by PSY

Album: single release only (2013)
Charted: 10 5
  • PSY's follow up to "Gangnam Style" pursues a similar pattern of familiar club beats and rap/sung lyrics in both Korean and English, but with a more raunchy content. It was officially released in 119 countries around the world on April 12, 2013 at midnight. New Zealanders got the first taste thanks to their country's early time zone location.
  • Those of you not fluent in Korean will be unlikely to be able to decipher all of the song's words, but some of the more understandable English ones include such lyrical gems as, "Gonna make you sweat. Gonna make you wet. You know who I am? Wet PSY!" PSY's intention is to satirise a crude and tacky man who refers to himself as a gentleman.
  • The video was shot in various locations around Seoul. The clip also features another K-pop singer Ga, who's a member of the popular female act, Brown Eyed Girls. The hip-shaking dance it showcases was inspired by her group's 2009 hit "Abracadabra."
  • The video registered 18.9 million YouTube hits worldwide on April 13, 2013, breaking the record for the most views on the day of its release on the video-sharing Web site. The clip's initial view almost doubled the previous record-holder, Justin Bieber's "Beauty And A Beat" which logged over 10.6 million hits when released in May 2012.

    The title premiered at 5 a.m. PDT on April 13, 2013, so the initial 18.9 million views were earned in less than 24 hours. The video received 38.4 million views in total on the following day, which was certified as a Guinness World Record. The single-day record was previously set by the documentary KONY 2012, which was a film made by the charity group Invisible Children about a Ugandan warlord.

    PSY's record was broken by Taylor Swift's clip for "Look What You Made Me Do," which achieved 43.2 million views on its first day after release in August 2017.
  • Major South Korean broadcaster KBS banned the video as PSY is shown abusing public property. The clip opens with the rapper kicking a cone that says "no parking" and the state-funded station said the scene doesn't meet its standards as a public broadcaster.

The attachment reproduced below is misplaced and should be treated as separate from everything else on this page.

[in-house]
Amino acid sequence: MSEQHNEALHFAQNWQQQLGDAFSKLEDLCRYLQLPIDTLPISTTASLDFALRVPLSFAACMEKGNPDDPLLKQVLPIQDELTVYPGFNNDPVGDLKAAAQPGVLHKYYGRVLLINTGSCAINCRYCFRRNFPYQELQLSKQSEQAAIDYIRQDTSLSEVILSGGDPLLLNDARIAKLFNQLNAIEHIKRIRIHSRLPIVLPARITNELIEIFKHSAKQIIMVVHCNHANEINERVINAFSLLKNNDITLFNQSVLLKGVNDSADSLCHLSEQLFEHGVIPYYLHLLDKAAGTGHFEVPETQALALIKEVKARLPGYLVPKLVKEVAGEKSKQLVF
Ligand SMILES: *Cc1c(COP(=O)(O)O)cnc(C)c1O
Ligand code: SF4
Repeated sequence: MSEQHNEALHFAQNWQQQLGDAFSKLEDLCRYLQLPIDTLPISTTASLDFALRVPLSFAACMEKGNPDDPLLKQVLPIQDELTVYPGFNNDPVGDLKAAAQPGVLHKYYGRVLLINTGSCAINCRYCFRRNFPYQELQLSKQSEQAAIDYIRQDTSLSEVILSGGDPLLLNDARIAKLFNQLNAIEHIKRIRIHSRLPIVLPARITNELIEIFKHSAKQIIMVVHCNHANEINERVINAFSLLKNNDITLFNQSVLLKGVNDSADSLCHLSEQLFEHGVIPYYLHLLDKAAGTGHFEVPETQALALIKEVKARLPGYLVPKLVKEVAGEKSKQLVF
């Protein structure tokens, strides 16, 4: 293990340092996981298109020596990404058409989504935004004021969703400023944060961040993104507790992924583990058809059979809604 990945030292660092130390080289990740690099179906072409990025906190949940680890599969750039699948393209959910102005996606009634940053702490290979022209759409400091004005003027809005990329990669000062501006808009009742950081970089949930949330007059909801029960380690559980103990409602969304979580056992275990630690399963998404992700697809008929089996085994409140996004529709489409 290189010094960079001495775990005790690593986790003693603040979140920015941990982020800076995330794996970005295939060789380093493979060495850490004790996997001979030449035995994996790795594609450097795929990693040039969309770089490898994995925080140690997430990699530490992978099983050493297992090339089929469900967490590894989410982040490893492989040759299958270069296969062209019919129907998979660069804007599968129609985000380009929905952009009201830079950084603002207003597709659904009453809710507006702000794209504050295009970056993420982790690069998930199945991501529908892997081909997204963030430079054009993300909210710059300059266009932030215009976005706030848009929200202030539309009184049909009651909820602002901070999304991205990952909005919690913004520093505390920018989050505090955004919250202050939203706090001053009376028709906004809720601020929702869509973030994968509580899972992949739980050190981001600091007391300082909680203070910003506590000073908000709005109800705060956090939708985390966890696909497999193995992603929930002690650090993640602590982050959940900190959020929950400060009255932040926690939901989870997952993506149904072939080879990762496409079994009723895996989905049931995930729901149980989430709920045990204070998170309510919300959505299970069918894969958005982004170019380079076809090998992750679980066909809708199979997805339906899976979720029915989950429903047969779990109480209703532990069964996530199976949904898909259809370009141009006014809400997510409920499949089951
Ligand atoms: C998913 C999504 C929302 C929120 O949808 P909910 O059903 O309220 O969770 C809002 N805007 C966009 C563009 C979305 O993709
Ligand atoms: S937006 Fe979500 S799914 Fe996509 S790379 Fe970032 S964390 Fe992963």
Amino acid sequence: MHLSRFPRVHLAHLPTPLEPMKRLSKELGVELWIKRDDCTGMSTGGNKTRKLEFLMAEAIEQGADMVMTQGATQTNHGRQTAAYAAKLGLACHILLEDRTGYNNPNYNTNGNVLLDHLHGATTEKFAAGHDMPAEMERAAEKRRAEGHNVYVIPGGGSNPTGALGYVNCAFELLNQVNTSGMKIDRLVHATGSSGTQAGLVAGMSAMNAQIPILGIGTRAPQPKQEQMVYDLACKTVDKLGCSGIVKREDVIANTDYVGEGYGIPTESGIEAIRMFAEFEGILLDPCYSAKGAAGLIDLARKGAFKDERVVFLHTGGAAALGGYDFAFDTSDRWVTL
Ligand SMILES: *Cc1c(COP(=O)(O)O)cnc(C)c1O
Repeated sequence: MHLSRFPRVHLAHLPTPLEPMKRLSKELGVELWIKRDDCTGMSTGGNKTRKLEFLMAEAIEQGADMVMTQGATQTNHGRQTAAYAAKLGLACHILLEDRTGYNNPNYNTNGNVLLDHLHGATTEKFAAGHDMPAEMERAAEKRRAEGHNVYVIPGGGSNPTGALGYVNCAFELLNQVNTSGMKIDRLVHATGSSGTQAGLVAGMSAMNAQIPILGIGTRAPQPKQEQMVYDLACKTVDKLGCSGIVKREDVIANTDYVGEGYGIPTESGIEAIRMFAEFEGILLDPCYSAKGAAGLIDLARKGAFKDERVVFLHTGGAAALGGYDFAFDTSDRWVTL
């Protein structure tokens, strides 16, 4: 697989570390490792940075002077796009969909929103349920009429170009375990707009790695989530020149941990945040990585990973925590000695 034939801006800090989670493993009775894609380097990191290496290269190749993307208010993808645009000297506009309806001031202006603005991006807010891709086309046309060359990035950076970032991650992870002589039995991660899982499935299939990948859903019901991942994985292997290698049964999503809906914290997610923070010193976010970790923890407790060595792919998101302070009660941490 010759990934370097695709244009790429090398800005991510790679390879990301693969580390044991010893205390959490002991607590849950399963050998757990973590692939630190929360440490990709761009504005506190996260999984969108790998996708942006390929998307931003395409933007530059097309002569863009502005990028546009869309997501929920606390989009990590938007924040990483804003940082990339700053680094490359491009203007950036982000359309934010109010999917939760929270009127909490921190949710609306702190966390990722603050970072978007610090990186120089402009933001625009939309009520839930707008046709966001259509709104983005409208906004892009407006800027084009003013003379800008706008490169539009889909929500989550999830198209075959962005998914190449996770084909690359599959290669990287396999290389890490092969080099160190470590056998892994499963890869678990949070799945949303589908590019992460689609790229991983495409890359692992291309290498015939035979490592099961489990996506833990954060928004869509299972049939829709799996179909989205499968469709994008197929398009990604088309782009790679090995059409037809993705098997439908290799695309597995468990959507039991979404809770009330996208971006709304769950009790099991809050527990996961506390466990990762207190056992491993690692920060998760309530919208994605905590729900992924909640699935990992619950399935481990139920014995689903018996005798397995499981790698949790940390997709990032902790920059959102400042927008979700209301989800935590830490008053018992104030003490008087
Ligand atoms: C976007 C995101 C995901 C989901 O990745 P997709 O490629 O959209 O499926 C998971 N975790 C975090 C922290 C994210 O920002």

• PSY's biggest fear was that he would be a One-Hit Wonder outside of Korea. "I honestly changed this song so many times until the very last moment. I was not excited, I was terrible; I was so nervous," he admitted to MTV News a fortnight after the song's release. "My only goal was to avoid being called a One-Hit Wonder. So that was a very nervous moment right before the premiere; and in two weeks, with 230 million views, I'm not a One-Hit Wonder. I'm really happy and relieved about that!"
  • PSY originally intended to follow up "Gangnam Style" with a song called "Assarabia" or "Assaravia" in English. The title is slang used by South Koreans to express thrills without suggesting any ethnicity or body part. However, worries arose that Arabs might misinterpret the title and be offended so PSY changed course.
  • PSY told MTV News about Brown Eyed Girls' "Arrogant Dance," which he showcases in the video. "It's a dance plus an attitude," he explained. "It's new moves to the world, but in Korea, a girl group did it before, and it was very famous. So I thought 'Oh, we have a lot of catchy moves in K-Pop, so I can remake it and bring it to the world.'"


Be the first to comment...

Colin HaySongwriter Interviews

Established as a redoubtable singer-songwriter, the Men At Work frontman explains how religion, sobriety and Jack Nicholson play into his songwriting.

Jack Blades of Night Ranger and Damn YankeesSongwriter Interviews

Revisit the awesome glory of Night Ranger and Damn Yankees: cheesily-acted videos, catchy guitar licks, long hair, and lyrics that are just plain relatable.

Stan RidgwaySongwriter Interviews

Go beyond the Wall of Voodoo with this cinematic songwriter.

Did They Really Sing In That Movie?Fact or Fiction

Bradley Cooper, Michael J. Fox, Rami Malek, Reese Witherspoon, Gwyneth Paltrow and George Clooney: Which actors really sang in their movies?

AC/DCFact or Fiction

Does Angus really drink himself silly? Did their name come from a sewing machine? See if you can spot the real stories about AC/DC.

Rebecca St. JamesSongwriter Interviews

This Australian Christian music star found herself a California surfer guy, giving new meaning to her song "Wait For Me."